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ZEELAND, The Netherlands (CT) – The 2015 Tour de France is only into its second stage but already there’s more than 90 seconds between four big favourites for the general classification – Chris Froome (Sky), Alberto Contador (Tinkoff-Saxo), Vincenzo Nibali (Astana) and Nairo Quintana (Movistar).
On a stage that was dramatically affected by crosswinds and heavy rain, Etixx-QuickStep took advantage of the conditions in the last 50 kilometers and splintered the peloton with Froome and Contador making the split in the front group, each with a handful of teammates.
A pile-up by some riders from LottoNL-Jumbo as the peloton rode strung out with 50km remaining took Quintana out of position and forced the whole Movistar squad, with Malori, Dowsett, Gorka Izagirre, Erviti, Castroviejo and Anacona – who crashed twice and suffered bruises in his elbow, leg and nose plus a slight ankle sprain, to keep the gap at around one minute, until a second crash opened a further gap.
“All those crashes under the rain were a bit unlucky for us,” said Quintana to journalists next to the Movistar Team bus after the stage. “We lost a bit of time, but we hope to get it back, day by day. We managed to keep the squad together, also joined our forces with Astana’s and kept the gap closer than it could have been.”
Quintana was caught out in the split, as too was Vincenzo Nibali.
Nibali said, “It was a miracle that I didn’t fall myself, but the group broke up after that crash and we were caught behind,” Nibali said. “We were chasing all day, that’s it.”
Nibali had Jakob Fulsang, Michele Scarponi and Andriy Grivko to support him in the second group, but when disaster struck and he punctured with 25 kilometres to go, none of them waited.
“I was in front, I managed to stay upright but what more could I do. Then on top of that, I punctured,” Nibali said. “We’re racing our bikes, these things happen.”
“You just have to accept these things in cycling,” Nibali said calmly.
Froome explained that there had been a moment of chaos when the race split as everyone tried to work out where all the big GC contenders were.
“It was only a good few k’s after the split happened that we found out that it was a smaller group and that some of the GC guys had been distanced already,” Froome said. “It was chaos out there for a few minutes, with the storm and with the winds.”
Froome was surprised to learn that Quintana had been dropped:
“One second he was right next to me so I couldn’t actually believe it when I heard he was distanced,” Froome said. “That’s the nature of the racing up here in Holland for you.”
With Quintana and Nibali distanced, Froome and Contador mobilised their teammates to extend their advantage.
“We did talk out on the bike and he was saying ‘listen, we’ve got the gap. let’s commit to this move now – buy into this’,” Froome said. “We were also getting BMC to do the same – they had Tejay [van Garderen] up there. We were all aware of the situation.”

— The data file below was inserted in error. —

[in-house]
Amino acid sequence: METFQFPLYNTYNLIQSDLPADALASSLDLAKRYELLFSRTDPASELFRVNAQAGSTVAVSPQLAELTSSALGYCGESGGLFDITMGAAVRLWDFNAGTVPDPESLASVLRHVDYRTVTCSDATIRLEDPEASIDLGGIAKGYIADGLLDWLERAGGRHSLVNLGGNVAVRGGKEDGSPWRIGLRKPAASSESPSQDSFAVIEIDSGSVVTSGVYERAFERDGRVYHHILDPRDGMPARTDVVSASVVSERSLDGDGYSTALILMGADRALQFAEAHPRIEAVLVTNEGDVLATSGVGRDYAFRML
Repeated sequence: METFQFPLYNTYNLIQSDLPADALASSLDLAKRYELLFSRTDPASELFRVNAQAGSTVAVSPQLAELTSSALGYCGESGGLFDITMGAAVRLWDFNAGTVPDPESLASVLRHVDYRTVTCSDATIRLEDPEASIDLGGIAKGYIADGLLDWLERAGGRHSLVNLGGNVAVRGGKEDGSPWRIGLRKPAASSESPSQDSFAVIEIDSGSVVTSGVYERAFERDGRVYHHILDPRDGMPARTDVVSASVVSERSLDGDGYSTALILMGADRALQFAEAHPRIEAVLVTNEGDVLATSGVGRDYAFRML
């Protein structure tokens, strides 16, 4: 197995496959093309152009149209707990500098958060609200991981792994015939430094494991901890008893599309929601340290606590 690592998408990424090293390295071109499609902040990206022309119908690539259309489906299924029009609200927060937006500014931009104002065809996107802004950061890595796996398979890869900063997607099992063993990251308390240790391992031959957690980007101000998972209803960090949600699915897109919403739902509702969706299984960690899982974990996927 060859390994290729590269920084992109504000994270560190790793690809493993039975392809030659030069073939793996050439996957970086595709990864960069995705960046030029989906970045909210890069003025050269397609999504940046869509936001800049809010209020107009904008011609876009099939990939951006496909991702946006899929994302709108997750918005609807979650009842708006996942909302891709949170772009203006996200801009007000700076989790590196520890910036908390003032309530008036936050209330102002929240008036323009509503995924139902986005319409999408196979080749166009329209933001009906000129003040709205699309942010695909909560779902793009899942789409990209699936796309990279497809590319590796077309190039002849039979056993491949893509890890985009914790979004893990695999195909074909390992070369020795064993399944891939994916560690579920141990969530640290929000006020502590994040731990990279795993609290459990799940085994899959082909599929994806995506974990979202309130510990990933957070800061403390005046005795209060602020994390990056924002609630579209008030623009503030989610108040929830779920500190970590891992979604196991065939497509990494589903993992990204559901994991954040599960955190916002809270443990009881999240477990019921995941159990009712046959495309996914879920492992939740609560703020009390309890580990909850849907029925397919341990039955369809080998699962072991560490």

Froome praised the work of his teammates Geraint Thomas and Ian Stannard who also made the crucial split and helped keep Froome out of trouble.
“Being in the split with G and Yogi – they did a great job keeping me up there,” Froome said. “This is their playground, these kinds of races. Classics-style crosswinds, rain … that was a big reason for having them in the team and they proved their worth today.”
BMC had been leading the race overall heading into the stage after Australia’s Rohan Dennis won yesterday’s stage 1 ITT. But Dennis was caught out in the split, and with Van Garderen in the lead group, BMC refocused their energy on protecting its overall leader, rather than supporting Dennis.
Tejay van Garderen is now the best-placed of the recognised GC riders, sitting in eighth place overall, 48 seconds behind new leader Fabian Cancellara (Trek). The Swiss time-trial specialist finished third on both of the first two stages, his four bonus seconds
Froome now sits 10th, 48 seconds off the overall lead, with Contador 12 seconds behind him. Nibali is 1:21 behind Froome while Quintana is another 18 seconds behind.
Tomorrow’s third stage sees the riders tackle the infamous Mur de Huy climb; a steep, 1.3km-long ramp that features at the end of La Fleche Wallonne. Further changes to the GC are almost certain on the tricky uphill finish. The cobblestone sector of the following stage are also likely to shake things up.
Chris Froome was elated about the how stage unfolded.
“This is a huge advantage for us now. Sitting in this position after one flat stage out on the road. That’s fantastic. But this is a three week race — as we’ve seen things do change on a daily basis.
“We’re ahead today but who knows what’s in store for the rest of the week.”
Click here to see the full results of Stage 2 from the 2015 Tour de France.